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Winged Faith: Rethinking Globalization and Religious Pluralism through the Sathya Sai Movement Paperback – June 10, 2010


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Product Details

  • Paperback: 448 pages
  • Publisher: Columbia University Press (June 10, 2010)
  • Language: English
  • ISBN-10: 0231149336
  • ISBN-13: 978-0231149334
  • Product Dimensions: 9.1 x 5.9 x 0.8 inches
  • Shipping Weight: 1.3 pounds (View shipping rates and policies)
  • Average Customer Review: 5.0 out of 5 stars  See all reviews (1 customer review)
  • Amazon Best Sellers Rank: #1,735,305 in Books (See Top 100 in Books)

Editorial Reviews

Review

A welcome addition to our catalog of religious movements and a timely reminder that circulation does not flow in only one direction -- and never will again.

(Jack David Eller Anthropology Review Database)

[An] informative and erudite book.

(Alexandra Kent Journal of the Royal Anthropological Institute 1900-01-00)

a rich and challenging text.

(Hanna H. Kim H-Asia)

Winged Faith is a readable and carefully documented account of an extraordinary modern religious figure, but its appeal is much wider. It is an important contribution to the literature on globalization and a valuable corrective to the pervasive view that globalization, especially cultural globalization, is simply westernization.

(Bryan S. Turner Society)

It is a book that should be widely read by scholars and people coming from a wide range of disciplines and perspectives.

(Amit Chaturvedi Contemporary South Asia 1900-01-00)

Srinivas' impressive study argues for new visions of pluralism that hinge upon an engaged cosmopolitanism...One hopes Srinivas' impressive work will be read by scholars from numerous fields, as its reach is incredibly broad.

(Jeffrey M. Brackett Journal of Hindu Studies 1900-01-00)

Review

Tulasi Srinivas shows a superb ability to juxtapose contemporary theoretical concerns among scholars of globalization and transnational theory with ethnographic work done on a growing Indian tradition. Adept at negotiating the intricacies of many academic dialogues, Srinivas shows she is a polyglot intellectual.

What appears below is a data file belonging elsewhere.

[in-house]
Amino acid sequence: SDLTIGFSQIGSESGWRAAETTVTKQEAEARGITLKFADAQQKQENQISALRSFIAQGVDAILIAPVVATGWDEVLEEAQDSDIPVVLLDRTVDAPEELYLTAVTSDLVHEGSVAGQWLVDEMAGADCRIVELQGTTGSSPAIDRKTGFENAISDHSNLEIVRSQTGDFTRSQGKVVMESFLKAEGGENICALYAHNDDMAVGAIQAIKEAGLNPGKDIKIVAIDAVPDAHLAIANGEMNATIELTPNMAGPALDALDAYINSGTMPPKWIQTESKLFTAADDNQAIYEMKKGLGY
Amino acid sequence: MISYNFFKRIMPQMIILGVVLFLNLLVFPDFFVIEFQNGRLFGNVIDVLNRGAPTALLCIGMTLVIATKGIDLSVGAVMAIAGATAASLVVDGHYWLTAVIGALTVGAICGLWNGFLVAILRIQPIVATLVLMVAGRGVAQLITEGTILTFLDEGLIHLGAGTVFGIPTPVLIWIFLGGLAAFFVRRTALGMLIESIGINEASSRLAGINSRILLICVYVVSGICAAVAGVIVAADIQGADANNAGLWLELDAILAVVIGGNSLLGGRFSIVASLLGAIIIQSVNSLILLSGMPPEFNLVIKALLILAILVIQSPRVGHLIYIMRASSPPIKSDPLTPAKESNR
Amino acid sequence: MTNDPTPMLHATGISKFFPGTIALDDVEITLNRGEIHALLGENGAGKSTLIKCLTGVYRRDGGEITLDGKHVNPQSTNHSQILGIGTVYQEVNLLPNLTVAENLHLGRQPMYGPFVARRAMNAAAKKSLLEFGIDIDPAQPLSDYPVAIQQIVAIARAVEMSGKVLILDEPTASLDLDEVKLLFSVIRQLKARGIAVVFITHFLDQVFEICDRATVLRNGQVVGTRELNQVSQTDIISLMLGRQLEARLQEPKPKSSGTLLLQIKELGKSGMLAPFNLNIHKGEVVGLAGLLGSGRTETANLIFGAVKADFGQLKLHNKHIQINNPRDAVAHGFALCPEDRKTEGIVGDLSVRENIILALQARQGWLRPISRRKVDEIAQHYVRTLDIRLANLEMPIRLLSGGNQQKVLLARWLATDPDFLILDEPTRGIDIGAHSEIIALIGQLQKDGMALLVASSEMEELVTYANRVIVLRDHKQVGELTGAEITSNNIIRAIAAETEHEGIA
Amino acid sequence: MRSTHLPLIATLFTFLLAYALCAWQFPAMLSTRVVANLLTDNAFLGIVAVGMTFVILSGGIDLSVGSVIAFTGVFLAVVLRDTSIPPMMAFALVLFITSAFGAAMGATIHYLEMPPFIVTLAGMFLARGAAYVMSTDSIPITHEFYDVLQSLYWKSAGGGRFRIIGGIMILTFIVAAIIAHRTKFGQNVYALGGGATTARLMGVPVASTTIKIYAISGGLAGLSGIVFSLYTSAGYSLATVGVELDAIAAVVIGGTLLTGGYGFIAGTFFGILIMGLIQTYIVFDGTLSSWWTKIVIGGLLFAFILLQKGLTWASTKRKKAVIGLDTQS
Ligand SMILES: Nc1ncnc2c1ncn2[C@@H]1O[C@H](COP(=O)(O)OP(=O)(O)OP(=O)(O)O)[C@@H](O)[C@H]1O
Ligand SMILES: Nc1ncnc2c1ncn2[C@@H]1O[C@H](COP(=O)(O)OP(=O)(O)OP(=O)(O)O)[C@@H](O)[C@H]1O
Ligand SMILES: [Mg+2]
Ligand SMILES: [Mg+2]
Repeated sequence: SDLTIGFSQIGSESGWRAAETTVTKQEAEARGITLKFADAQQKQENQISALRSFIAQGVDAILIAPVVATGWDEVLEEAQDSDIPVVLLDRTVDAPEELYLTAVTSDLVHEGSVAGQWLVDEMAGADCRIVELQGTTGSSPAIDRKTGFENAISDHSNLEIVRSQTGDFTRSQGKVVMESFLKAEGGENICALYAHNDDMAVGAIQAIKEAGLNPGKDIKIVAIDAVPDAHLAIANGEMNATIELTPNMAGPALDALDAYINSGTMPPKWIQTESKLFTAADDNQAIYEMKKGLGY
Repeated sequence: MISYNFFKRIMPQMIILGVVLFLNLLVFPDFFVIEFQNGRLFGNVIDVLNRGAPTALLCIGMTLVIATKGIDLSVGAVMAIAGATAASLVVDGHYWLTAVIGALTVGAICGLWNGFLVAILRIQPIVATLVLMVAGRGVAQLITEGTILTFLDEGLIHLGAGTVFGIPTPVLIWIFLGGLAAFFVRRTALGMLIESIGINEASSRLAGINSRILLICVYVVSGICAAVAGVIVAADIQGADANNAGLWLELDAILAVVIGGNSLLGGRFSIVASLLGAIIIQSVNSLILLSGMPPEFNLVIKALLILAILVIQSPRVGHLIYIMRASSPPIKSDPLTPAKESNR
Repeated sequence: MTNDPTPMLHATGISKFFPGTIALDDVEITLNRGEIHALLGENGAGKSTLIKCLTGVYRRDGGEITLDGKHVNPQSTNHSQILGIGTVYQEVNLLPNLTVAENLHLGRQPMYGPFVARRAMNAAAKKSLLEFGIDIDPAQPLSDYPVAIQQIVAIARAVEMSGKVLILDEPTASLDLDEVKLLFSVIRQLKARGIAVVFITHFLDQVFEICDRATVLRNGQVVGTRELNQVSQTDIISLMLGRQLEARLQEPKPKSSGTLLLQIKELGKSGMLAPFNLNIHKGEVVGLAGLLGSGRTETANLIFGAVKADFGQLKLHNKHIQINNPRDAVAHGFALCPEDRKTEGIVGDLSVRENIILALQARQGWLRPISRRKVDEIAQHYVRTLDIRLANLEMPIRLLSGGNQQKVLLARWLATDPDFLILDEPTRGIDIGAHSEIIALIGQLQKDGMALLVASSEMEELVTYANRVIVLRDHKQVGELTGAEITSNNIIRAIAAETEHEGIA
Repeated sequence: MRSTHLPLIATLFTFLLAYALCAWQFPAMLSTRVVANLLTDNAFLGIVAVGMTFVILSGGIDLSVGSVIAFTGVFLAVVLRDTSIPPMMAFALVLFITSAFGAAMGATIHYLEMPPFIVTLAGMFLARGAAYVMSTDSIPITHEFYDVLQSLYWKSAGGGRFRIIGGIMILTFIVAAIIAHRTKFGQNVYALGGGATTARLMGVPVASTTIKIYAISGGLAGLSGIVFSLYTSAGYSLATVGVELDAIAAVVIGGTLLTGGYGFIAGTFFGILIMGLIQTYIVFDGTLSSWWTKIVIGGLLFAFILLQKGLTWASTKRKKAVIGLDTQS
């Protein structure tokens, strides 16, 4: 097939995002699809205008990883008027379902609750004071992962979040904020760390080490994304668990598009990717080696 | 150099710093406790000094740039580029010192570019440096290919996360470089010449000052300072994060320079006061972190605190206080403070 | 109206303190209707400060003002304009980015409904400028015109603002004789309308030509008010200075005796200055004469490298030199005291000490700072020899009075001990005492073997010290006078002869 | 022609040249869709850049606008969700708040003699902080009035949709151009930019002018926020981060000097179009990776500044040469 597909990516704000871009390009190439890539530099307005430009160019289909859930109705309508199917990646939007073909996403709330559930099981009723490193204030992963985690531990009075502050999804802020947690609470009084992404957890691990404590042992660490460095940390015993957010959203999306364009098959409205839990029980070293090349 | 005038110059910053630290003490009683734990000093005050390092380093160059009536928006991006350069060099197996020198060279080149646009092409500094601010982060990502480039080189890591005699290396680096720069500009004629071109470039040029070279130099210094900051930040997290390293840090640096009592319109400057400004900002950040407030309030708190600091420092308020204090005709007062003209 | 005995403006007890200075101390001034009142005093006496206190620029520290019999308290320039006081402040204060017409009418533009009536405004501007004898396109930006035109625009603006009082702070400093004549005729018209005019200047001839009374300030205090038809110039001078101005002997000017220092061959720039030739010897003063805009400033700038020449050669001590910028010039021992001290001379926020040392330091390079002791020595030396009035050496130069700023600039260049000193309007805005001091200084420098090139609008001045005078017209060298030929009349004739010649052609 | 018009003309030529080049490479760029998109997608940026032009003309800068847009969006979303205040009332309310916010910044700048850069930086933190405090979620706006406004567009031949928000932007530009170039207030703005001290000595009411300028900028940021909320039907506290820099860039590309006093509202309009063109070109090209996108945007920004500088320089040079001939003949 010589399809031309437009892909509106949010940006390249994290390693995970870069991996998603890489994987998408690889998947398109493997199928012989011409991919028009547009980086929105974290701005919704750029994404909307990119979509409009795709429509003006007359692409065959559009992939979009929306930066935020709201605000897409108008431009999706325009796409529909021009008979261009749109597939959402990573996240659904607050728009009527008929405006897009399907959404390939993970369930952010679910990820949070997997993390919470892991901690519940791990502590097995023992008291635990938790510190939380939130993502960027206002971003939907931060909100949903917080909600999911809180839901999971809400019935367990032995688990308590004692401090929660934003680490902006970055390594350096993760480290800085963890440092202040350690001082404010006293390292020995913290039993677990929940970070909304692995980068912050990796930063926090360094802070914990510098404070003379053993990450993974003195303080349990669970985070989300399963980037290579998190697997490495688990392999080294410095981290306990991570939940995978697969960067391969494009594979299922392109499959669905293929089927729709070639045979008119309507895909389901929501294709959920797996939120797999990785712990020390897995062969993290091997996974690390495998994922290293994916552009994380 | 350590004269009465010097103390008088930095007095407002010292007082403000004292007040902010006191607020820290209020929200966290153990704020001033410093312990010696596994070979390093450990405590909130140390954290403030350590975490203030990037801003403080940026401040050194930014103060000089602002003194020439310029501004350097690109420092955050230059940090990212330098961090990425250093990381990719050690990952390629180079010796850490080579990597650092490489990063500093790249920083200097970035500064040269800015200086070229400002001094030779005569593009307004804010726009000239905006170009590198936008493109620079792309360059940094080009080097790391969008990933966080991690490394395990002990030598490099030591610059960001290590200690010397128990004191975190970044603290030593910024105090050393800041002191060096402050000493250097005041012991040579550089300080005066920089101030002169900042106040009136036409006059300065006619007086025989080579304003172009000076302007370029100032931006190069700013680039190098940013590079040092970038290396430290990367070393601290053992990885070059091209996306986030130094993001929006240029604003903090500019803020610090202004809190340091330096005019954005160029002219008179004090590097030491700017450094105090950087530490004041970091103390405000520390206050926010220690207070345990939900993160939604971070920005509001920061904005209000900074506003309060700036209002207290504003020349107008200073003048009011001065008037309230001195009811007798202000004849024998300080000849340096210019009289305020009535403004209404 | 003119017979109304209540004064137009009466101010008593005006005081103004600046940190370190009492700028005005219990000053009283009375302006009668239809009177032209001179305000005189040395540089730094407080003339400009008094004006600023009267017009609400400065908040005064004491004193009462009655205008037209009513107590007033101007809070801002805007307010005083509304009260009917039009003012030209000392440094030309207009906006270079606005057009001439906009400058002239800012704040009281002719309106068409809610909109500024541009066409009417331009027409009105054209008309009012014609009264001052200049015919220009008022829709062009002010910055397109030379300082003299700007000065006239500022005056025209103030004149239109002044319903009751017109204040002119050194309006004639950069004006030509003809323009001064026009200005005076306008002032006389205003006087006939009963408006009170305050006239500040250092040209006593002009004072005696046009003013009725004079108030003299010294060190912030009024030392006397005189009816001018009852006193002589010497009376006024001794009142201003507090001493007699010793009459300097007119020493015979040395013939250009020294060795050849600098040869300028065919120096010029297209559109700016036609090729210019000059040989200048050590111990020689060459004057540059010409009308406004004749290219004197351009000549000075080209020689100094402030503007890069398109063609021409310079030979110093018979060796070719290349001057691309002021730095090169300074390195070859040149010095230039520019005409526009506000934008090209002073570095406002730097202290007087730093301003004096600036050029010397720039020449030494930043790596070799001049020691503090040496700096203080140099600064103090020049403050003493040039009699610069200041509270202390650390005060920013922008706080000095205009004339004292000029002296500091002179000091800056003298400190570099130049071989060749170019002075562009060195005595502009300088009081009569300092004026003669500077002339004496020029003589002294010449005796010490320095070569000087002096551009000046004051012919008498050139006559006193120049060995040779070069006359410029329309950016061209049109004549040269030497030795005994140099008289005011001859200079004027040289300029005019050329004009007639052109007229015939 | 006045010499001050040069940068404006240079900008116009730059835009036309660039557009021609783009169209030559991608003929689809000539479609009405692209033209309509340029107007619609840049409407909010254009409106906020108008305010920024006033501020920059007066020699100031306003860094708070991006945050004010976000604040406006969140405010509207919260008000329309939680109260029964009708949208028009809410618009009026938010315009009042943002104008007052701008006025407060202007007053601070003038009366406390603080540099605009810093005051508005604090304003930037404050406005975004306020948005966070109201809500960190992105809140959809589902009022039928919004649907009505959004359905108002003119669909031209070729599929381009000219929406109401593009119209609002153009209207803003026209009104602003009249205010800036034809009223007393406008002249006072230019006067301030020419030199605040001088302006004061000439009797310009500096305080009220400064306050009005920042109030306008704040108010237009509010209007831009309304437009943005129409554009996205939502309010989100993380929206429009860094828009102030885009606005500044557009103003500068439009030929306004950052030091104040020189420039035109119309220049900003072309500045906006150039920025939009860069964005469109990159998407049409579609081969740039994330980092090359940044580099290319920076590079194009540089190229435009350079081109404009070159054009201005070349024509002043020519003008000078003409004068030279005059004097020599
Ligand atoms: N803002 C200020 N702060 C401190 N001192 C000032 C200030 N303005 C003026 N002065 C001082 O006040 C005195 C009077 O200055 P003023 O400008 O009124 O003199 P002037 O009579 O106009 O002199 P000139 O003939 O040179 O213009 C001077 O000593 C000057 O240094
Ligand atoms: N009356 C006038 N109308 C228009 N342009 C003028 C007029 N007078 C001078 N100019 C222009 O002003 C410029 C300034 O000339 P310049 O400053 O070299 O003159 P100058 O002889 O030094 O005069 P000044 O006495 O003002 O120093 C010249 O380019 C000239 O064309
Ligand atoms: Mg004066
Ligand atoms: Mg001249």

(Deepak Sarma, Case Western University)

More About the Author

Tulasi Srinivas is a specialist on South Asia, specifically India.Her research concerns the cultural politics of religion and the processes of globalization. Srinivas's work engages cross-disciplinary and comparative analysis of ideology, experience and subjectivity, and her research sits at the intersection of urban anthropology, cultural anthropology, consumption studies and religious studies. Initially trained as an architect, Srinivas brings an interest in space and cities to her analysis of culture and religion. Between 1998 and 1999 she was the site director for India of a ten nation study on cultural globalization undertaken by the Institute for the Study of Economic Culture at Boston University, and the Harvard Academy of International and Area studies, funded by the Pew foundation and the Smith Richardson foundation. She has held several prestigious fellowships including the Earhart women fellowship at Boston University (1997), a teaching fellowship at Boston University (2001), a senior post doctoral fellowship at the Center for the Study of World Religions at Harvard University (2002) and, most recently, as a fellow at the Berkley Center for Religion, Peace and World Affairs at Georgetown University (2006-2007). Prior to coming to Emerson she has taught at Wheaton College, Boston University and Tufts University. She has published in Space and Culture, The International Journal of Sociology of the Family, Food, Culture and Society, South Asia: Journal of South Asian Studies and The Journal of Social and Economic Development.

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Most Helpful Customer Reviews

2 of 3 people found the following review helpful By R. S. Norris on January 13, 2011
Format: Paperback
Winged Faith is a significant contribution to the understanding of globalization, transnationalism, and religion. This very thorough study of the Satya Sai Baba movement examines proximity (spatial & temporal) to sacred centers, religious objects & materiality, secrecy & control (of bodies & information), sacred play & work, identity, meaning-making, and much more. Extensive fieldwork provides depth and context, and informs Srinivas' skillful analysis. Of particular note is her questioning of the assumption that globalization generally moves from the West outward, which this study clearly demonstrates is not the case. Her focus on the "process-based understanding of cultural translation" and insights into the movements of people, ideas, contexts, and meanings are valuable for scholars, students, and anyone else interested in globalization, religion, anthropology, and the ways that people negotiate body, culture and meaning.
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